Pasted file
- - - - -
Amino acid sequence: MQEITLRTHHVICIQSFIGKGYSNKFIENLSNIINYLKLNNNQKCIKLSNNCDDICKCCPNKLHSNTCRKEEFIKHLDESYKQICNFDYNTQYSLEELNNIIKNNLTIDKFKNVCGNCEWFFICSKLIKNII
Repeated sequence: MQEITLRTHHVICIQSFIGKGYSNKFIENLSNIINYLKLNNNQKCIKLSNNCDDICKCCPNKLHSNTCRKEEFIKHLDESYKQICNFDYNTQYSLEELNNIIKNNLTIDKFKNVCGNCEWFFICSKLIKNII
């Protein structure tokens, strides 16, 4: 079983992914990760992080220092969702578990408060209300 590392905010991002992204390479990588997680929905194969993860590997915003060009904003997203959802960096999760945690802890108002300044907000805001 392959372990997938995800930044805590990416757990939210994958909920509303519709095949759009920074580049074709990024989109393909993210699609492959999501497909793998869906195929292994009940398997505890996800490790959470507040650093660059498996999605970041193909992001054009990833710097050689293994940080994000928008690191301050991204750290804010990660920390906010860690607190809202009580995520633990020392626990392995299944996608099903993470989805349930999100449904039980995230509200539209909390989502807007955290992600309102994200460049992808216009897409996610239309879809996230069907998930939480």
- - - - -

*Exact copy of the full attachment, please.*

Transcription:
Amino acid sequence: MQEITLRTHHVICIQSFIGKGYSNKFIENLSNIINYLKLNNNQKCIKLSNNCDDICKCCPNKLHSNTCRKEEFIKHLDESYKQICNFDYNTQYSLEELNNIIKNNLTIDKFKNVCGNCEWFFICSKLIKNII
Repeated sequence: MQEITLRTHHVICIQSFIGKGYSNKFIENLSNIINYLKLNNNQKCIKLSNNCDDICKCCPNKLHSNTCRKEEFIKHLDESYKQICNFDYNTQYSLEELNNIIKNNLTIDKFKNVCGNCEWFFICSKLIKNII
């Protein structure tokens, strides 16, 4: 079983992914990760992080220092969702578990408060209300 590392905010991002992204390479990588997680929905194969993860590997915003060009904003997203959802960096999760945690802890108002300044907000805001 392959372990997938995800930044805590990416757990939210994958909920509303519709095949759009920074580049074709990024989109393909993210699609492959999501497909793998869906195929292994009940398997505890996800490790959470507040650093660059498996999605970041193909992001054009990833710097050689293994940080994000928008690191301050991204750290804010990660920390906010860690607190809202009580995520633990020392626990392995299944996608099903993470989805349930999100449904039980995230509200539209909390989502807007955290992600309102994200460049992808216009897409996610239309879809996230069907998930939480």